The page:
Monday, May 27, 2019

Murder in the City of Liberty by Rachel McMillan

I had difficulty reading this novel. I was confused by the beginning, starting with Luca. I remember wondering who Luca was when this novel was about deLuca. That chapter would have better been placed later, after identifying the relationship between those cousins.

Then there was an immediate introduction of a number of characters from the previous novel. The back story of their involvement in that novel was reviewed but I was at a loss until about a third of the way into the book as to how they figured in this one.

I did not find the main characters engaging. Someone mentions to Hamish about traveling from Boston to Cincinnati, for example. “Hamish knew nothing about American geography. 'Is that far?'” (1319/3875) I don't mind a bumbling hero but I don't like a stupid one. I just never found anything engaging about Hamish. Reggie seemed like a foolhardy woman to me. I did not find her decisions to pursue a vague sense of adventure endearing. The relationship between the two of them seemed to be the focus of the novel. I would have rather had the focus be the cases Hamish was working on with the romance/friendship tension a side issue.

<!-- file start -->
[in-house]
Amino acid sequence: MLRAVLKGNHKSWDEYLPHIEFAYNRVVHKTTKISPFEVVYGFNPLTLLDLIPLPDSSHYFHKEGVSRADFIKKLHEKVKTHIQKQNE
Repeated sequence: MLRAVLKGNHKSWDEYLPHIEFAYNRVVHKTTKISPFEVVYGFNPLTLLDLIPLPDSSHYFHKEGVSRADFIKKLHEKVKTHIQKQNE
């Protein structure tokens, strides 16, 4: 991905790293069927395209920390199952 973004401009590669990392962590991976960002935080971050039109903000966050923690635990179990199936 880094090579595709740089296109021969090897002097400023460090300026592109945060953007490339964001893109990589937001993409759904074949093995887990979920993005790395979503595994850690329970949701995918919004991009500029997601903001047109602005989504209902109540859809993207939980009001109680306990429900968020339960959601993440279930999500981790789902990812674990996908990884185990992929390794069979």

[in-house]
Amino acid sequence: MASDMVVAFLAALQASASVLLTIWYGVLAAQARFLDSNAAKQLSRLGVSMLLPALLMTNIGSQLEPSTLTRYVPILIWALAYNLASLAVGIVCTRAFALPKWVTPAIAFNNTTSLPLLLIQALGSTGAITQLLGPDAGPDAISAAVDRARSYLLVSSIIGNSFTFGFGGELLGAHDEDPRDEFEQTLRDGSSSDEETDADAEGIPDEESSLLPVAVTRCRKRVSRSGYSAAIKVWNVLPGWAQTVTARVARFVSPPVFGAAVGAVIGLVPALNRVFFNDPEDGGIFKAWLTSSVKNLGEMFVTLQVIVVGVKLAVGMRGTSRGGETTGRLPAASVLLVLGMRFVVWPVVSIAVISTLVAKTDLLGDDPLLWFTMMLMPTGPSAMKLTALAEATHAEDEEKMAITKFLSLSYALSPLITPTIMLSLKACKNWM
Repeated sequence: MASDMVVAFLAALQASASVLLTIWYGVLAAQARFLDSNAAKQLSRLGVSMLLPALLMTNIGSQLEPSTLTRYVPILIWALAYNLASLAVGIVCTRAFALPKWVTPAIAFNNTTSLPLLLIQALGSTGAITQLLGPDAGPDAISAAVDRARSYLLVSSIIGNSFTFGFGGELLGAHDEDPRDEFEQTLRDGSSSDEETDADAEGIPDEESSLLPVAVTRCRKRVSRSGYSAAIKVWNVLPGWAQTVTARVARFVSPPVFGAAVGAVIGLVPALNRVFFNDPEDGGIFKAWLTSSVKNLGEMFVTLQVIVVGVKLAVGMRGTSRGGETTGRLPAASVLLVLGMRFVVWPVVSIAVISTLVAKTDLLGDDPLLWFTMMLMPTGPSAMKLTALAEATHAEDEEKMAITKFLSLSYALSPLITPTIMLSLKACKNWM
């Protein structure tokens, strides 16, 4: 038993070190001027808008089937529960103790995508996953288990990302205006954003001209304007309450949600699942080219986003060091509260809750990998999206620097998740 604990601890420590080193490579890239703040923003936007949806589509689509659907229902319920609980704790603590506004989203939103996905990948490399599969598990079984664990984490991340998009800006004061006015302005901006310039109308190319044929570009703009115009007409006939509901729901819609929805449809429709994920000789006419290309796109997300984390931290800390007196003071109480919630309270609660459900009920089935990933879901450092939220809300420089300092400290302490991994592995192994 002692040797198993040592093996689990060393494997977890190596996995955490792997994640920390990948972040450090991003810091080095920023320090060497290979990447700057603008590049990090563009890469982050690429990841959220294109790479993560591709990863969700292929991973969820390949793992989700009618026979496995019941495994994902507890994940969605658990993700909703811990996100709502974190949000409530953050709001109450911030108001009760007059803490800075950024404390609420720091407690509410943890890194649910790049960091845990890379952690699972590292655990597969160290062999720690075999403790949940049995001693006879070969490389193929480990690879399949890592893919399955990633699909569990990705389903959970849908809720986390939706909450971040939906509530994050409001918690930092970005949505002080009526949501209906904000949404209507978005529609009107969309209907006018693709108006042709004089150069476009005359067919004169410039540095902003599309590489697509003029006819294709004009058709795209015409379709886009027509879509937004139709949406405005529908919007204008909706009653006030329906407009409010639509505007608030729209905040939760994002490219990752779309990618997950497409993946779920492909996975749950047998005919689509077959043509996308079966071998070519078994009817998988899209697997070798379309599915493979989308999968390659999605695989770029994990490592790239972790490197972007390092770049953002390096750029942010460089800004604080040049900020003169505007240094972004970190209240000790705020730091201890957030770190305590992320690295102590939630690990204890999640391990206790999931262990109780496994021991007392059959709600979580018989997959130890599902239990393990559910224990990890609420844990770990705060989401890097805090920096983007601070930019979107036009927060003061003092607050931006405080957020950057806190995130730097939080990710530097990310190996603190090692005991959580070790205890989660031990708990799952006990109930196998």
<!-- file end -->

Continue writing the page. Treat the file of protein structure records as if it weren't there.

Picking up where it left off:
I did appreciate learning a bit about minor league baseball in the 1930s as well as the housing situation in Boston.

This is not a stand alone novel. One must have read the first in the series and I would suggest having read it very recently. Potential readers would need to be satisfied with a plot heavy on relationship issues rather than sleuthing.

You can read an excerpt here.

You can read my three star review of the first book in the series, Murder at the Flamingo, here.

My rating: 3/5 stars.

Rachel McMillan is a history enthusiast, lifelong bibliophile, and author of the Herringford and Watts series. When not reading (or writing), she can be found at the theater, traveling near and far, and watching far too many British mysteries. She lives in Toronto where she works in educational publishing and is always planning her next trip to Boston.

Thomas Nelson, 320 pages.

I received a complimentary egalley of this book from the publisher. My comments are an independent and honest review. I read an ARC and the quote I noted in my review may have changed in the final edition of the book.

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